Brent J. Aucoin A Rift in the Clouds chronicles the efforts of three white southern federal judges to protect the civil rights of African Americans at the beginning of the twentieth century, when few in the American legal community were willing to do so. Jacob Treiber, a Jewish man of Helena Arkansas, Emory Speer of Georgia, and Thomas Goode Jones of Alabama challenged the Supreme Court's reading of the Reconstruction amendments that were passed in an attempt to make disfranchised and exploited African Americans equal citizens of the United States. These unpopular white southerners, two of whom who had served in the Confederate Army and had themselves helped to bring Reconstruction to an end in their states, asserted that the amendments not only established black equality, but authorized the government to protect blacks.
Experiences and Prejudices

Terry F. Bowie Bowie states that what began as a personal memoir for his children and grandchildren became a journey of self-discovery as he peeled back the layers of his life. As the title implies, the book reviews the experiences and resultant prejudices of a typical late 20th century American life and explores the feelings and thoughts that ultimately formed a personality. The experiences encountered growing up in a small southern town, influenced by loving parents, shaped by formal education, the military, his church, and capped by a gratifying corporate career are brought forth in this story of an ordinary life; ordinary, but as is the case with most lives, extraordinary at the same time.
World War II
A Pilot's Experience

Robert R. Burch The men and women who were young adults in WWII have been called "The Greatest Generation". Although they were ordinary people, they accomplished extraordinary things. WW II: A Pilot's Experience tells one such story, the story of an 18 year-old boy from rural Louisiana who volunteered for service, like million of others who responded at their country's time of need. His choice was the US Army Air Force. His story provides an up-close and personal look at the details and rigors of pilot training and preparation for combat. He recounts his primary flight training experiences at Thompson-Robbins Field in Helena.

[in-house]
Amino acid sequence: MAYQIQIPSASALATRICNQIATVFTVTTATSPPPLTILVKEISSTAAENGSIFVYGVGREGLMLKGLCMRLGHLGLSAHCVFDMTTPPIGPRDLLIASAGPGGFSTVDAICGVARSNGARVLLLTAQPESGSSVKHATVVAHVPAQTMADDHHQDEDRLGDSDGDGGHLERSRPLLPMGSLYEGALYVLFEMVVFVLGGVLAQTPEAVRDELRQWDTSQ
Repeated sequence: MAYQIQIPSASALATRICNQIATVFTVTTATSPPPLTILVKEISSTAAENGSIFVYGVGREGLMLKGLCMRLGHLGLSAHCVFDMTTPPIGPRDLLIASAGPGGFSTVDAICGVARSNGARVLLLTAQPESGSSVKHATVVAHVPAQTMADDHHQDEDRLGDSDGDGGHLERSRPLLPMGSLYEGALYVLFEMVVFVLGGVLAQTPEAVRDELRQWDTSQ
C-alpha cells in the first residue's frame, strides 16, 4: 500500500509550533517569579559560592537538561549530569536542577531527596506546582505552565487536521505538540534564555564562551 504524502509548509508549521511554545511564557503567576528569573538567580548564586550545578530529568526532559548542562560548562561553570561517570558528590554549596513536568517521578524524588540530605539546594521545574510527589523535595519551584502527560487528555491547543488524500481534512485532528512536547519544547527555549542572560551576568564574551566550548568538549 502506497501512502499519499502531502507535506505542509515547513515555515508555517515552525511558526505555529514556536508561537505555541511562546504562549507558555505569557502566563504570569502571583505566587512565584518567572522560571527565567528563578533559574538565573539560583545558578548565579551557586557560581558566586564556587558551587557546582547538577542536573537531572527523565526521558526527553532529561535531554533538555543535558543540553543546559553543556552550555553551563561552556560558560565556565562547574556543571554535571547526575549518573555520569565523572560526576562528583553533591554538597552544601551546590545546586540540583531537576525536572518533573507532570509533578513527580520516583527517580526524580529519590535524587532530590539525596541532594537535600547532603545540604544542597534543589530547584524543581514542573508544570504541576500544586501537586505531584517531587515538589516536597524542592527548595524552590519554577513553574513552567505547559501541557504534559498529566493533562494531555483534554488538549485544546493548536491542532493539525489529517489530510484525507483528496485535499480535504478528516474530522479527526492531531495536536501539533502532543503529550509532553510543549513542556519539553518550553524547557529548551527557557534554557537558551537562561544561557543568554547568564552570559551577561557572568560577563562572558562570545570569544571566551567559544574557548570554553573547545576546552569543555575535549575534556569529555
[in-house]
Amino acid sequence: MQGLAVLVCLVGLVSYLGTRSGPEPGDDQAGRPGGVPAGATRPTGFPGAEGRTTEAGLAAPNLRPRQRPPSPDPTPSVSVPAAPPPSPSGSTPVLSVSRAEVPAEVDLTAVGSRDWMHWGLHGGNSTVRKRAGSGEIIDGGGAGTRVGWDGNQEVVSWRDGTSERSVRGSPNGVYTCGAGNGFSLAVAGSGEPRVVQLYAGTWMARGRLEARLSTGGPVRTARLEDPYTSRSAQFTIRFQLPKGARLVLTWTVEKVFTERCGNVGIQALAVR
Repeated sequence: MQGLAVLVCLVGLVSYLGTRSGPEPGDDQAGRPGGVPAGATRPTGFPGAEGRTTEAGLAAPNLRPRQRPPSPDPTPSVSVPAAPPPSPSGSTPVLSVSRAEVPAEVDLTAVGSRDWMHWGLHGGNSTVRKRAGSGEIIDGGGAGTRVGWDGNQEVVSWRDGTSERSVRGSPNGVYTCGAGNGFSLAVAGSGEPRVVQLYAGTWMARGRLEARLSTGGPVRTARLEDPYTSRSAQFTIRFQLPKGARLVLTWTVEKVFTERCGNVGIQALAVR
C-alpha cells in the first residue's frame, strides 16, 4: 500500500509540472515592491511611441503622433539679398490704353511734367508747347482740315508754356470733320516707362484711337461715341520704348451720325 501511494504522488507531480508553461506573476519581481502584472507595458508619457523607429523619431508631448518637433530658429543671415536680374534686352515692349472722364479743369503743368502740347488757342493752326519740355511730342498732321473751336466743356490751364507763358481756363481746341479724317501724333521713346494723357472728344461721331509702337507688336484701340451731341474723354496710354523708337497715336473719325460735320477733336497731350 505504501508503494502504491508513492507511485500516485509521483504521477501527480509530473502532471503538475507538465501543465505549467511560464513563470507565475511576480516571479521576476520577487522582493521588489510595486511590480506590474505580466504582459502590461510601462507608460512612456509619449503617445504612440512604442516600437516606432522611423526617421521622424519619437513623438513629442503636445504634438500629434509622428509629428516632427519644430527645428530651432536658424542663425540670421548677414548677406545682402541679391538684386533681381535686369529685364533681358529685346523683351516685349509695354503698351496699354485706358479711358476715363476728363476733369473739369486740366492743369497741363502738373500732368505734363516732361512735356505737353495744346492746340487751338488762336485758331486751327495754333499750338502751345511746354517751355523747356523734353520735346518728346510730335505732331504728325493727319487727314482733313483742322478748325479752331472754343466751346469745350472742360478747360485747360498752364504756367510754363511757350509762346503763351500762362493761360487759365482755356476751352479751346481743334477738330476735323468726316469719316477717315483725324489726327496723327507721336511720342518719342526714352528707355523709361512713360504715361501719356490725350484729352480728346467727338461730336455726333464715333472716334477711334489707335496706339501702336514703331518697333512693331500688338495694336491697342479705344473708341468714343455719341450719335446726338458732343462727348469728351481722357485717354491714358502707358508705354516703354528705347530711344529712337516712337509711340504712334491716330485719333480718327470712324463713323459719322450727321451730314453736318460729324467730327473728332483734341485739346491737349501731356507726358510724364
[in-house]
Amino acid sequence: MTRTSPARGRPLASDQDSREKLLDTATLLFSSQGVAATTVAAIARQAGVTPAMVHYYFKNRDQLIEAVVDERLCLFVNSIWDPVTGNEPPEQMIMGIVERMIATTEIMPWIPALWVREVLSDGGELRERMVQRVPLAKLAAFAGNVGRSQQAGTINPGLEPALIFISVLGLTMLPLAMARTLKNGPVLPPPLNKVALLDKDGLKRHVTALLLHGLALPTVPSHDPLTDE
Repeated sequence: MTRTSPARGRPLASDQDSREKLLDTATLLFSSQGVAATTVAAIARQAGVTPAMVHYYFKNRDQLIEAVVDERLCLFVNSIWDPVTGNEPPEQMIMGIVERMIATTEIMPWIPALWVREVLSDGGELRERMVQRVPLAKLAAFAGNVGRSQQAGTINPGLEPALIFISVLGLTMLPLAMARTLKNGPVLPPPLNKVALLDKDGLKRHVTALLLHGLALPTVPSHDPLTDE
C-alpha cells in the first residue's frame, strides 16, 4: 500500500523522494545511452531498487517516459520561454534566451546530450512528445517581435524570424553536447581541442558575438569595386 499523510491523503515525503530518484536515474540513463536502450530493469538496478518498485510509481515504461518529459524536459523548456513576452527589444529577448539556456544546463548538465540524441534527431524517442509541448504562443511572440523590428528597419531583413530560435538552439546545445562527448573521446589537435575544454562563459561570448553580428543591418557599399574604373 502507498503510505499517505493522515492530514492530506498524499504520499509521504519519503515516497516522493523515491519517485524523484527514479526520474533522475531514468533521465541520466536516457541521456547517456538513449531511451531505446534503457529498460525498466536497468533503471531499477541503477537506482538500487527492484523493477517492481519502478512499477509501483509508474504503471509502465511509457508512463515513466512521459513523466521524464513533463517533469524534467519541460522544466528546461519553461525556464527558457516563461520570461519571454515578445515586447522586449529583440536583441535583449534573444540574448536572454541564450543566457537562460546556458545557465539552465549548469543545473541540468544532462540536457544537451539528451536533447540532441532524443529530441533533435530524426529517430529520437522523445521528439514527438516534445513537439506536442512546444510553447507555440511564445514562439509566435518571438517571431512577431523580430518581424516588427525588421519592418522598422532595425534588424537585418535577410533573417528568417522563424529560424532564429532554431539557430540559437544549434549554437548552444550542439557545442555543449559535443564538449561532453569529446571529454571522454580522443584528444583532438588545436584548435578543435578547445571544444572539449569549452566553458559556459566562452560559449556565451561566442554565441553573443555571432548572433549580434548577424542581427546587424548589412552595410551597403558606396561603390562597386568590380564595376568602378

The Lion of the South

Diane Neal A man of action, determination, and decisiveness who possessed personal and physical courage, Thomas C. Hindman was hot-tempered, bold, and totally committed to triumphing over his enemies. A resident of Mississippi prior to moving to Arkansas, he entered politics at the height of his debate over the compromise of 1850. Convinced that the agreement had left the South with nothing tangible and that abolitionists would not abide by terms of the Fugitive Slave Law, he became an uncompromising advocate of Southern states' rights and defender of the peculiar institution.
The Arkansas Race Riot
Ida B. Wells-Barnett A black woman, who happened to be a Memphis newspaper owner, recalls her experiences and feelings about the 1919 Phillips County riot and the subsequent county court trial of black men accused of murdering whites during the upheaval.